Almond says: “I think being born in Lancashire in seaside towns gives you a Vaudevillian sensibility. It's the home of cheap showbiz and hard bitten entertainers, lurid cabarets, casinos and pier shows. Seaside postcards, Coronation Street and The Beatles. Being born in the North gives you a tough survival instinct and the humour to deal with it. We definitely needed it with Soft Cell in the early days because we were treated by some quarters as the cheap seaside sideshow poor Northerners.”
Ball agrees: “We are both originally from The North – Marc from Southport, me from Blackpool. I think our ‘northern grit’ was our sheer determination to be successful, against all odds. We probably wouldn’t have passed the audition stages of Pop Idol or X Factor nowaday – in our day that would have been Opportunity Knocks or New Faces. All the guitar bands in Leeds used to laugh at us, it was the tail-end of punk & the idea of a synth duo was unheard of back then, especially with a camp looking singer and a guy who looked like a bouncer on a funny electric organ. We remained convinced we were on to something and luckily we were proved right; the British synth duo was born – Pet Shop Boys, Eurythmics, Yazoo etc soon followed.”
Remaining relevant and moving forward is important to Soft Cell. A new album is scheduled for release in Spring 2022 – two years on from the pandemic.
Almond says: “Covid didn't really have anything to do with it apart from maybe enforcing my feelings about life. The world has been going to hell in a handcart for as long as I can remember - maybe every century feels the same and maybe happiness is almost impossible to attain. It doesn't come with the package. I’ve always been able to look on misery with humour. Life is difficult, deal with it. And survive.”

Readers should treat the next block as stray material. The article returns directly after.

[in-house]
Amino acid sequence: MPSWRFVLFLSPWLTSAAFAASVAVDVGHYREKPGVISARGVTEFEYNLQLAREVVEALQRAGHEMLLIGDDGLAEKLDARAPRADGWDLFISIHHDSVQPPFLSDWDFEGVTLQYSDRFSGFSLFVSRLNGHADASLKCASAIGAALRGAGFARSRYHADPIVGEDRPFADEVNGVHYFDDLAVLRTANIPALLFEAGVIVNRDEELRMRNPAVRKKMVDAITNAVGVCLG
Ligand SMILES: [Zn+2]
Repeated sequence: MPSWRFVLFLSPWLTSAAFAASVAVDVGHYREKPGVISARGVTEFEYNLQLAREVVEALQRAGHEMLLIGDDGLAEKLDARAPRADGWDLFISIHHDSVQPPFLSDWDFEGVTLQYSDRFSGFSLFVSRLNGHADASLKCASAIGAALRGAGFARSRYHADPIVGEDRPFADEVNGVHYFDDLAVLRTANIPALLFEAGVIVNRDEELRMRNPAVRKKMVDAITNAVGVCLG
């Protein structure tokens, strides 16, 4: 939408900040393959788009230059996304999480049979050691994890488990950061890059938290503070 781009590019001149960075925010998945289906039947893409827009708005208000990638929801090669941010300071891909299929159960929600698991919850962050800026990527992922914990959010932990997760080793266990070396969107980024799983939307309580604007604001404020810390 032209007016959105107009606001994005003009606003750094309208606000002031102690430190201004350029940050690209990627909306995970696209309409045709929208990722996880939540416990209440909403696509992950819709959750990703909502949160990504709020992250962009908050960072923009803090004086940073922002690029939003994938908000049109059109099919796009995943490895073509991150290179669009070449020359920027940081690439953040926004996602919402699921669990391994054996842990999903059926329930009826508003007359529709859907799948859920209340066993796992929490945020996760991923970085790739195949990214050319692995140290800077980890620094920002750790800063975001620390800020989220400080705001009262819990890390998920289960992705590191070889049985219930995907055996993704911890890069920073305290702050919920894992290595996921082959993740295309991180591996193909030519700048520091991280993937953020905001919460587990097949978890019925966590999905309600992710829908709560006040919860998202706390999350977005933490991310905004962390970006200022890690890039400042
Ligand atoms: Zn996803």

Ball concurs: “Happiness Not Included is very reflective and melancholy in parts with some classic Marc Almond witty observations about life. Most of the music was written before the lockdown, pre-Covid, so any references to the pandemic would have been written later, after I sent the audio files to the studio where Marc was working.”
Both men have enjoyed extensive, varied and successful solo careers away from Soft Cell, but their new album is distinctly Soft Cell, rather than a solo release from Dave or Marc.
Almond says: “It's just the recipe and the chemistry. Hard to define really. I’ve sung over other electronic tracks, but Dave's music has a great cinematic feel and pop sensibility. Its dark and threatening at times, but with a sleazy naughtiness too.
"There’s nothing like it. It has humour too. Dave and I are as different as chalk and cheese, but we do share a darkly sardonic sense of humour and our tastes in music, though different, in some ways do overlap in enough ways.
"Ever since I heard Donna Summer sing over Giorgio Moroder’s cold ethereal electronic backing track of ‘I Feel Love’ I realised that there’s a great recipe with an emotive singer mixed with cold electronics. Soft Cell try to get a bit of that – electronic pop and soulful songs with a happiness on the surface, but a bitterness underneath. Like salted caramel.”
Ball adds: “We never worked in the studio together at all during the recording. We used to write like that back in the 80s – I would give Marc cassettes of my demos, he would go away to write the lyrics alone and then we’d get together and combine our efforts.
"Writing in isolation has always been quite normal for us. As for the lyrical subject matter, you’ll have to ask Marc as he wrote them all. I just provided the background.
"I always think of Soft Cell’s modus operandi in a cinematic way – I write the score and Marc writes the script.
"Both Marc and I have worked on many other projects outside the Soft Cell umbrella as I think we both enjoy collaborating with other artists. My main other band is The Grid, which is still an active unit – in fact there is a Grid remix of the forthcoming Soft Cell single. Depending on who I’m working with I’ll adjust my approach accordingly so, if I’m doing solo ambient stuff, I’ll work differently to working with The Grid. Likewise, if I’m working with Marc, I’ll put my Soft Cell hat on, which means I will have a set of parameters that are specific to us – certain sounds and chords that comprise our sound. Like a signature I suppose.”